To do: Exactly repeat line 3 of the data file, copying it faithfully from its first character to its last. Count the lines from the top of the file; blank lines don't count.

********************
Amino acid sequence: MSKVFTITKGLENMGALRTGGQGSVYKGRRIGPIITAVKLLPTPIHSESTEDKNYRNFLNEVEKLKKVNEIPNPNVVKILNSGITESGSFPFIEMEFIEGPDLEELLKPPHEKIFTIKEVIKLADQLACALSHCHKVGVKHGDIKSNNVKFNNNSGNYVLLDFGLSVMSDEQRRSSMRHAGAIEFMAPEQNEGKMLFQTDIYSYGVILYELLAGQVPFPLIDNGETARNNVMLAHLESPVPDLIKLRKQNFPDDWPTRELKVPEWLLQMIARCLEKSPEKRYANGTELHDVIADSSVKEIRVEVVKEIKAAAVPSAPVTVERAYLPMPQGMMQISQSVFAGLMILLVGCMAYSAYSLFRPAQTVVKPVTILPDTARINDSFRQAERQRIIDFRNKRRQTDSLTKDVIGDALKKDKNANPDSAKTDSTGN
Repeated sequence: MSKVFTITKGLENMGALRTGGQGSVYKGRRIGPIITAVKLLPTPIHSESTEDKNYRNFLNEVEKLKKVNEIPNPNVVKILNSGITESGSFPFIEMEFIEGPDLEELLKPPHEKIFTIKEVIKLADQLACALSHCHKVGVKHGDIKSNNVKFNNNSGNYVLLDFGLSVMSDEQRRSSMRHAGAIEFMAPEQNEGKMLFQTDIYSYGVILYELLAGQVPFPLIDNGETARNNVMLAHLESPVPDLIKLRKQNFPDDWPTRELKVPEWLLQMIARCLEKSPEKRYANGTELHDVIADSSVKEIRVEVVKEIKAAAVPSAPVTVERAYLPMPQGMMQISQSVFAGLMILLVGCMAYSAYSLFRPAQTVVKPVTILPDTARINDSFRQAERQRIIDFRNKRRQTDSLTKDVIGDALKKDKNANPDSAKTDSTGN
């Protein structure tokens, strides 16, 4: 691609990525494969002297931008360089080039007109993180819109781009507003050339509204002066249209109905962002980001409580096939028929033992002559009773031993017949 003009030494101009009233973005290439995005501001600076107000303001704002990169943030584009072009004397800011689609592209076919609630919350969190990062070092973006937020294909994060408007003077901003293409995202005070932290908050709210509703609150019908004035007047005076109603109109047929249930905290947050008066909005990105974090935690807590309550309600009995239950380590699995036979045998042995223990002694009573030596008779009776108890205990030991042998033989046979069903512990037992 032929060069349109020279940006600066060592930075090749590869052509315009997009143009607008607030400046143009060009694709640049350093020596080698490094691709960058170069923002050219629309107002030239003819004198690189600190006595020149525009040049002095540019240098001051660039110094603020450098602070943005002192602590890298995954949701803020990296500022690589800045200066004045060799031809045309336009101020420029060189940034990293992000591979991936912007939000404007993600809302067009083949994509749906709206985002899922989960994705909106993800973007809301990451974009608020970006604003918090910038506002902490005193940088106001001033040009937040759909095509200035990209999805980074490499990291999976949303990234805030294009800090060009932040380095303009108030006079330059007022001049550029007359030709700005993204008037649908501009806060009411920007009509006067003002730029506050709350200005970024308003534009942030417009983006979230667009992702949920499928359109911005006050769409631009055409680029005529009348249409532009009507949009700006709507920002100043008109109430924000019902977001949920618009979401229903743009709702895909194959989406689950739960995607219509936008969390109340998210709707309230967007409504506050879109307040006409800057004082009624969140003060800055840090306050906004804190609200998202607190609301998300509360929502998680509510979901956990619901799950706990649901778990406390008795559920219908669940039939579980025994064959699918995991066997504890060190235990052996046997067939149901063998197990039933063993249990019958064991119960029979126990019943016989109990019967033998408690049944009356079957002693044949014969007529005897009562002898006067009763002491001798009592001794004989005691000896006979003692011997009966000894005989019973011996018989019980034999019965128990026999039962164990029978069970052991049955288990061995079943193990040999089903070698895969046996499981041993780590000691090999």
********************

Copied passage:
């Protein structure tokens, strides 16, 4: 691609990525494969002297931008360089080039007109993180819109781009507003050339509204002066249209109905962002980001409580096939028929033992002559009773031993017949 003009030494101009009233973005290439995005501001600076107000303001704002990169943030584009072009004397800011689609592209076919609630919350969190990062070092973006937020294909994060408007003077901003293409995202005070932290908050709210509703609150019908004035007047005076109603109109047929249930905290947050008066909005990105974090935690807590309550309600009995239950380590699995036979045998042995223990002694009573030596008779009776108890205990030991042998033989046979069903512990037992 032929060069349109020279940006600066060592930075090749590869052509315009997009143009607008607030400046143009060009694709640049350093020596080698490094691709960058170069923002050219629309107002030239003819004198690189600190006595020149525009040049002095540019240098001051660039110094603020450098602070943005002192602590890298995954949701803020990296500022690589800045200066004045060799031809045309336009101020420029060189940034990293992000591979991936912007939000404007993600809302067009083949994509749906709206985002899922989960994705909106993800973007809301990451974009608020970006604003918090910038506002902490005193940088106001001033040009937040759909095509200035990209999805980074490499990291999976949303990234805030294009800090060009932040380095303009108030006079330059007022001049550029007359030709700005993204008037649908501009806060009411920007009509006067003002730029506050709350200005970024308003534009942030417009983006979230667009992702949920499928359109911005006050769409631009055409680029005529009348249409532009009507949009700006709507920002100043008109109430924000019902977001949920618009979401229903743009709702895909194959989406689950739960995607219509936008969390109340998210709707309230967007409504506050879109307040006409800057004082009624969140003060800055840090306050906004804190609200998202607190609301998300509360929502998680509510979901956990619901799950706990649901778990406390008795559920219908669940039939579980025994064959699918995991066997504890060190235990052996046997067939149901063998197990039933063993249990019958064991119960029979126990019943016989109990019967033998408690049944009356079957002693044949014969007529005897009562002898006067009763002491001798009592001794004989005691000896006979003692011997009966000894005989019973011996018989019980034999019965128990026999039962164990029978069970052991049955288990061995079943193990040999089903070698895969046996499981041993780590000691090999």